For someone who tends to be a chronic planner, I find it odd I don’t stress over the preparation of Christmas. Maybe I should because there was that one Christmas a few years ago when I tried my hand at making turkey instead of ham. When it was time to eat and we sliced the big bird open he was, unfortunately, still gobbling. That year, we ended up slicing the turkey and sauteing it up in a pan because none of us were too keen on the idea of eating sushi turkey. Oops.
Yes, I was disappointed (and a little embarrassed too). But, thankfully I have some great friends and family who have a way of making bad moments not so bad. Now, I can look back on my turkey failure and laugh.
This morning I was scrolling through Facebook and saw a few stressed out and frantic Christmas preparation posts. I thought again about how weird it is that I don’t stress out preparing for Christmas or any holiday. Let me assure you, I have been known to stress over lots of other things in life…but just not this.
Why? I wondered for a moment.
When I was a little girl we always hosted Christmas dinner at our house. It was the tradition for years and years. Thanksgiving dinner was always at the Smiths house (some life long friends of my parents). New Year’s Day dinner was always at my grandparent’s house and Christmas dinner was always at our house.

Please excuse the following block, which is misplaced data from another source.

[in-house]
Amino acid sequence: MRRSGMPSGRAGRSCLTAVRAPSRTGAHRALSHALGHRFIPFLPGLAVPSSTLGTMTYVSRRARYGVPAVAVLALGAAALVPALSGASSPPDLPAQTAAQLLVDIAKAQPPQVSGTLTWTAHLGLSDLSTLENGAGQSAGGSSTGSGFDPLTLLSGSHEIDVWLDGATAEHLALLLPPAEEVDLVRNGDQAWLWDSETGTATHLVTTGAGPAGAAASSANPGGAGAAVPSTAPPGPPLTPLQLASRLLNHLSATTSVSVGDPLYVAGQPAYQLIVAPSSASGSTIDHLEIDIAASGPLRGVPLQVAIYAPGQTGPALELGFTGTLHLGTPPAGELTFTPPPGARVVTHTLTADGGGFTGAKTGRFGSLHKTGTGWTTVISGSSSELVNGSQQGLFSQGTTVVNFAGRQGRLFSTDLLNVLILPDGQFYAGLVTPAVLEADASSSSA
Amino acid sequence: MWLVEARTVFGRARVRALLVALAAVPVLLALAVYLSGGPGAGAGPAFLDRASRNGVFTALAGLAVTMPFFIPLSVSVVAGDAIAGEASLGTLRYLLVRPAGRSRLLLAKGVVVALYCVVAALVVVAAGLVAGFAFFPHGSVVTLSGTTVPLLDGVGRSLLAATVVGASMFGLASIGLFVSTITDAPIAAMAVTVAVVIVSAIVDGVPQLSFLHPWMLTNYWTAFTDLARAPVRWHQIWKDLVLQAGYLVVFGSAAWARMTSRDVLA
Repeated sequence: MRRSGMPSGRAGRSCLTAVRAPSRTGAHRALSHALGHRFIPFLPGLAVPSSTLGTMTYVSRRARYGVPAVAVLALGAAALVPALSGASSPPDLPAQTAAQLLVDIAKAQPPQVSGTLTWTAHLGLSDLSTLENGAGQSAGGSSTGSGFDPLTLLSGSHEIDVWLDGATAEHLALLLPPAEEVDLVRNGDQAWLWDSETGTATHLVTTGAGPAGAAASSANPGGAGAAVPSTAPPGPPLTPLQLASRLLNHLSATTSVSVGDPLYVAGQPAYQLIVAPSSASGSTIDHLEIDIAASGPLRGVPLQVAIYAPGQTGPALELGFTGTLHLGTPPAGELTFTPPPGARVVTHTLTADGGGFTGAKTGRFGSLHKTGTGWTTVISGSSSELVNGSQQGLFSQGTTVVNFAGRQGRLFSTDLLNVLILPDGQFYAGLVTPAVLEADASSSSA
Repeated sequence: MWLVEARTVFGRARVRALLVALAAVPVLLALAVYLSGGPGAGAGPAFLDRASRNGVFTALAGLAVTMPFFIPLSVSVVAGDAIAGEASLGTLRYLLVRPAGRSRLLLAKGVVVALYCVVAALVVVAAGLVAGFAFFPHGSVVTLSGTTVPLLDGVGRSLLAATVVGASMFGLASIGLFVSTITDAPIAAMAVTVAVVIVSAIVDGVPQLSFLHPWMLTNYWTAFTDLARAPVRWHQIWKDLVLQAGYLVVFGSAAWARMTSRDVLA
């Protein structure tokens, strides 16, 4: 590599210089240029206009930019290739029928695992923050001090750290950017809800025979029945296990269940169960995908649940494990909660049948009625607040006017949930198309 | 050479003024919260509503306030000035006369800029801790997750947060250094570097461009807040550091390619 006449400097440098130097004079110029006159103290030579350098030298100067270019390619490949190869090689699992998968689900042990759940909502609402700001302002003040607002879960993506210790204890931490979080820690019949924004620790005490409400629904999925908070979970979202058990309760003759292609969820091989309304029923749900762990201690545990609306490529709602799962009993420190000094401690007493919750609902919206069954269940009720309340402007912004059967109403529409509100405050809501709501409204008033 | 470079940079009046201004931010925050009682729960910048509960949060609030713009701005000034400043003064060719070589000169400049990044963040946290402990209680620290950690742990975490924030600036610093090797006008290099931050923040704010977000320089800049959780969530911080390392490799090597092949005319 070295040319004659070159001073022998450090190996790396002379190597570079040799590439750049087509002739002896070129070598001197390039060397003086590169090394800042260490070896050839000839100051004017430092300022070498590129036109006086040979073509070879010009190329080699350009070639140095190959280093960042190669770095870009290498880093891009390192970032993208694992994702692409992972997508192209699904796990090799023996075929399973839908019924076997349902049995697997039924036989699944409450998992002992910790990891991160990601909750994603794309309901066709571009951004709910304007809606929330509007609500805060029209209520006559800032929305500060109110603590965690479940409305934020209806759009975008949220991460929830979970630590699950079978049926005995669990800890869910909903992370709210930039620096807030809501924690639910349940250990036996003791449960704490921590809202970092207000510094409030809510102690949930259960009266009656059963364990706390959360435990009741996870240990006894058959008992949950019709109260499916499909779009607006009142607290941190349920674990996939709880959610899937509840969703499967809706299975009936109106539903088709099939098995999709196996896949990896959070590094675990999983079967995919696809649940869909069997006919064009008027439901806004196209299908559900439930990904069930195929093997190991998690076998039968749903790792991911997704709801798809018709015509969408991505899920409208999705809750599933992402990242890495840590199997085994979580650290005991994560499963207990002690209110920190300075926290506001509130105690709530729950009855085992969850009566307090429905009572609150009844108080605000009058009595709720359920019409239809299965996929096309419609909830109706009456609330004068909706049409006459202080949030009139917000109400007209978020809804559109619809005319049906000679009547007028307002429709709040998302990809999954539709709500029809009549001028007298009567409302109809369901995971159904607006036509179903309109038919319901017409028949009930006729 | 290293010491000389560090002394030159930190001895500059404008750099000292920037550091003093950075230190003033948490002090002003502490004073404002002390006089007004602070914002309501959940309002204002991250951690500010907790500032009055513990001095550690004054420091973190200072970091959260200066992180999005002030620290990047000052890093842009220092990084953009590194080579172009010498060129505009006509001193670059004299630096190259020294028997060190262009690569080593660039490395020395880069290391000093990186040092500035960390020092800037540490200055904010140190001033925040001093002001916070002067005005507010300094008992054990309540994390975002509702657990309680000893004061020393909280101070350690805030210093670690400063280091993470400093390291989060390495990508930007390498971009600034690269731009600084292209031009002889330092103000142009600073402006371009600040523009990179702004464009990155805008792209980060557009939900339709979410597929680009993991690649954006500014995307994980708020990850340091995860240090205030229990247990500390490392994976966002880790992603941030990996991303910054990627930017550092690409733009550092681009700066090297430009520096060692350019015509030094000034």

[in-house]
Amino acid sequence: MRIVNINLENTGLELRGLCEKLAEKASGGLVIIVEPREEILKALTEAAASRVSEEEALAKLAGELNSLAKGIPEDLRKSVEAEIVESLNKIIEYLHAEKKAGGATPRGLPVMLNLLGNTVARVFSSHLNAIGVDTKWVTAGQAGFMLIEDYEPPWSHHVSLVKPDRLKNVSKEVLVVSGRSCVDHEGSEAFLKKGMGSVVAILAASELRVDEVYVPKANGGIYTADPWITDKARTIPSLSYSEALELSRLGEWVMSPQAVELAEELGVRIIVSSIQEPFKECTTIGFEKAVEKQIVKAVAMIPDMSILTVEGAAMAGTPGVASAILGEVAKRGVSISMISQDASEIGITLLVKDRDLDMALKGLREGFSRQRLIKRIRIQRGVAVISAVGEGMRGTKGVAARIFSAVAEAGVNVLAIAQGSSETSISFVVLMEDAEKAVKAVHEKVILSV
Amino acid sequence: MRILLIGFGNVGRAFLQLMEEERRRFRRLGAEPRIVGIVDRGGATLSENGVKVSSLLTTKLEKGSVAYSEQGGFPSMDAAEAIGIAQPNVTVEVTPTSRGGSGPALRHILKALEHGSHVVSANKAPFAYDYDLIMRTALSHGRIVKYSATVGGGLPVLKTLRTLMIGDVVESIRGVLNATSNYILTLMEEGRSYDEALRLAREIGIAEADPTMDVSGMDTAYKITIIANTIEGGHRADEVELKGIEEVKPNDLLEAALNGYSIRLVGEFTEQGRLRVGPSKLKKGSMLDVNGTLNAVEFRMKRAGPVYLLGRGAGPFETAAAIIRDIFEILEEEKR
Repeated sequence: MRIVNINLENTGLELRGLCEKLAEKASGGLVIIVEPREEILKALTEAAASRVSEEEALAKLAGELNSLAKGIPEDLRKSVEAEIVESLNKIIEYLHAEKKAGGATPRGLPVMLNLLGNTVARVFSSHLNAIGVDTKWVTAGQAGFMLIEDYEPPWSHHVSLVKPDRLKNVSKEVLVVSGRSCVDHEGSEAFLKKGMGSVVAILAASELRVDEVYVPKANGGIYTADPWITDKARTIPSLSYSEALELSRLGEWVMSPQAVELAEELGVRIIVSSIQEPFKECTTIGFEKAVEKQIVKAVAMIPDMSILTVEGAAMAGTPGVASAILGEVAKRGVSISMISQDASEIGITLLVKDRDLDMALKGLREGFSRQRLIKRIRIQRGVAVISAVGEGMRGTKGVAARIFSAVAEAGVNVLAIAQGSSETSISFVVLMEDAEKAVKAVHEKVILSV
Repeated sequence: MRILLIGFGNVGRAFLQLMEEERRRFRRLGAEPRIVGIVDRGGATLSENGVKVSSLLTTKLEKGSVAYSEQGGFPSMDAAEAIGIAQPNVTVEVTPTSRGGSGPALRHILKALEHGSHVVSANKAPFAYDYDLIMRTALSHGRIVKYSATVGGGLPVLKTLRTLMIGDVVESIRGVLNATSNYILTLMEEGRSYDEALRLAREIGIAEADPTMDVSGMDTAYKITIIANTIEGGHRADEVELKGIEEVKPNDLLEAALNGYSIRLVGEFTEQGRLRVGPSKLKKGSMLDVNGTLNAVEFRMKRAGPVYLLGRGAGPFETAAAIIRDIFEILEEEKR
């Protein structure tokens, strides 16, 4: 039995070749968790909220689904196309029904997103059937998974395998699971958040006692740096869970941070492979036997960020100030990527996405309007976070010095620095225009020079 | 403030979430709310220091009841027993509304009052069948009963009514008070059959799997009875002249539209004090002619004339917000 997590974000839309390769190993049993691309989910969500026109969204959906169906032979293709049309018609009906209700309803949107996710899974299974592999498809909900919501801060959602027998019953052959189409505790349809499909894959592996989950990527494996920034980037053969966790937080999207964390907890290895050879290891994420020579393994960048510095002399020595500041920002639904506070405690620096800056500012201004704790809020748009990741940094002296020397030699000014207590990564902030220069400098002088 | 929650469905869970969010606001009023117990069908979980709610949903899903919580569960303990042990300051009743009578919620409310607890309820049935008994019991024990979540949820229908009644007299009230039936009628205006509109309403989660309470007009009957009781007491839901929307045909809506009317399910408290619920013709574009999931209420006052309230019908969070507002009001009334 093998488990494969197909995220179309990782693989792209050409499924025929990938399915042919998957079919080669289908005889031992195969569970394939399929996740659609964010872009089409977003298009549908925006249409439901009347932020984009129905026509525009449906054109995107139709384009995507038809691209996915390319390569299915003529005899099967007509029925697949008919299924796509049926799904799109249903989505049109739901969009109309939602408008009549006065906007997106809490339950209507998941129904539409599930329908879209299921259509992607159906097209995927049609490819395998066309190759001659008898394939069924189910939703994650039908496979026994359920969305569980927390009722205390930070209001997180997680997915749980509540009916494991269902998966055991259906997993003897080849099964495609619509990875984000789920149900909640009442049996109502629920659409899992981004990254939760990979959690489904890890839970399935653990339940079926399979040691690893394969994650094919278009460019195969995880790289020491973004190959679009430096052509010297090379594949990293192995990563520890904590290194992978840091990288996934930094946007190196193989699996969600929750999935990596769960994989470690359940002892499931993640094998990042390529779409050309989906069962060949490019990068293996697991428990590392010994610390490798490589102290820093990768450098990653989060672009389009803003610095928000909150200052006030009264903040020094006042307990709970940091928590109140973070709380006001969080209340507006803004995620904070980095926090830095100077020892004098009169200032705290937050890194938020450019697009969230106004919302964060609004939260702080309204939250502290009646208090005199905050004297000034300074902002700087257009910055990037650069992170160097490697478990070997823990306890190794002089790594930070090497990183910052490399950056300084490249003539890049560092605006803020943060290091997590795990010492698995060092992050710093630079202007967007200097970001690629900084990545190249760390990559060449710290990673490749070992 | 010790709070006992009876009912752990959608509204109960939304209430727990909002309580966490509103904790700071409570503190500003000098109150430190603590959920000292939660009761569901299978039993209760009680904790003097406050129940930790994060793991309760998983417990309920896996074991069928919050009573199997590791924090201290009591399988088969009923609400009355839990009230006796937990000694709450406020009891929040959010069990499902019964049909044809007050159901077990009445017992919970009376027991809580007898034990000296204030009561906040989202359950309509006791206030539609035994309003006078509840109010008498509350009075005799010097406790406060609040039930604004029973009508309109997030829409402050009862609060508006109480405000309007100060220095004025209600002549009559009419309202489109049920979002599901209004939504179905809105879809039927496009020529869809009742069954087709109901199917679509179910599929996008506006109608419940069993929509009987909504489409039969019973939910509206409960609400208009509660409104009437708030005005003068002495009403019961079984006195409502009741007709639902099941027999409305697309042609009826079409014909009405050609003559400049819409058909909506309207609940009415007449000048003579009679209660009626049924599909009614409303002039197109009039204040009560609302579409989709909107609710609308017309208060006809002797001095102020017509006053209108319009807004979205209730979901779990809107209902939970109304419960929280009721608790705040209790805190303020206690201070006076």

There was this one year, I was about 16, when my parents came close to moving dinner to a restaurant instead. My mom was battling breast cancer and didn’t feel strong enough to do all the cooking and hosting. I remember begging my parents not to change it. I told them I would cook the dinner for everyone. I also remember saying to them both, heck, we can just have peanut butter and jelly sandwiches…it doesn’t matter!
All I cared about was that we were together where we belonged.
My parents agreed to my plan. I did most of the cooking (not PB &J) and our family and friends who joined us helped by bringing a couple of dishes to share. It was more of a potluck Christmas where everyone helped out.
My mom passed a way a couple of years later and Christmas looked and felt a lot different after that. But my philosophy remains the same. I don’t care what’s on the dinner menu. I don’t care if it’s homemade, store-bought, paper plates or fine china. What’s important are those lives sitting around the table with me.
If you are caught up in all the planning today, would you take moment and just stop.
It’s okay if dinner turns out to be a little under cooked… or over cooked.
It’s okay if you forgot to buy dinner rolls.
It’s okay if you don’t have time to make the guest bathroom sparkle.